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The Diners Club® Lifetime Achievement Award 2014

Fergus Henderson, St John, London, UK

The son of architect parents, and a one-time student in the subject himself, Fergus Henderson has arguably left a more indelible mark on London than if he’d been responsible for the design of one of the city’s skyscrapers or shopping malls. As the founding partner and chef of one of the UK’s most influential restaurants, Henderson has built his own monument – to a style of cooking that has impacted gastronomy in this country and beyond over the past couple of decades.

Today, the notion of nose-to-tail cooking – the use of every part of the animal – is well known and practised in many kitchens across the Western culinary landscape. But when Henderson opened St John in Smithfield in 1994 with long-term business partner Trevor Gulliver, it was an alien concept that flew in the face of the prime-cuts cooking of haute cuisine. Only through his unashamed celebration of offal and indigenous food, his pushing of the boundaries of acceptable restaurant cooking and an infectious passion for ingredients has the nose-to-tail approach become an intrinsic part of contemporary gastronomy. Now, quite rightly, it can be experienced everywhere from the informal café up to the top table.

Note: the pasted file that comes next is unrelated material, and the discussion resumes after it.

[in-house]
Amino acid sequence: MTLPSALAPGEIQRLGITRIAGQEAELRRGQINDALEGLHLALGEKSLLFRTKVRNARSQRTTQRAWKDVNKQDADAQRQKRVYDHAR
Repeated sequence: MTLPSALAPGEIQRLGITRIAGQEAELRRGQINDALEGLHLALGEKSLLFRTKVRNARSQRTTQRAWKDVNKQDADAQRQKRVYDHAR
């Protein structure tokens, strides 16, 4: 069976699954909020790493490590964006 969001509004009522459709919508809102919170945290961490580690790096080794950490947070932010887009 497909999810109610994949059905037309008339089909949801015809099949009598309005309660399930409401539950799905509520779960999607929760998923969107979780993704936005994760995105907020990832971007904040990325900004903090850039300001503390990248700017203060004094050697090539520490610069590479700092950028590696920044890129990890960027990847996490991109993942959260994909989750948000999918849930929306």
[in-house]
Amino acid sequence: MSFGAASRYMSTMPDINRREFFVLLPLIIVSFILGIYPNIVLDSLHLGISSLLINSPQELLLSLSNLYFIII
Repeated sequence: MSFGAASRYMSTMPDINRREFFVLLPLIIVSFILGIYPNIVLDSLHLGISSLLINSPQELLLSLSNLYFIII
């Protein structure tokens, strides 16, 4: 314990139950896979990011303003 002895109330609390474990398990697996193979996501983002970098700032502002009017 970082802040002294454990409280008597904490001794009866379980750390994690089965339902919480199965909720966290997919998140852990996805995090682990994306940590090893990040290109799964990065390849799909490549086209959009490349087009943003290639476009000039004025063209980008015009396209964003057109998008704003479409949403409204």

Henderson’s legacy hasn’t been confined to the style of cooking he has championed, however. He is also one of the patriarchs of the UK restaurant industry (although he refers to himself more as playing the ‘mother hen’ role), which was recognised in 2005 when he received an MBE for services to gastronomy. Under him, great cheffing talent has been nurtured, with a number of his young protégés currently blooming in solo ventures. Throughout his 20 years at St John - and before that working in the dining room at The French House pub in Soho alongside his wife, Margot - he has formed strong alliances with chefs across the world. In the process, he has done more to raise the profile of British food overseas than any other chef in recent history.

Having been diagnosed with Parkinson’s disease in the late nineties, Henderson has proved that major obstacles can be overcome. His affable and intelligent manner, meanwhile, have also made him one of the most popular chefs in living memory. When asked what his cooking legacy would be, Henderson says: “Good lunches with good company.” Isn’t that what it’s all about?

Photography by John Carey

"The architect of nose-to-tail dining"

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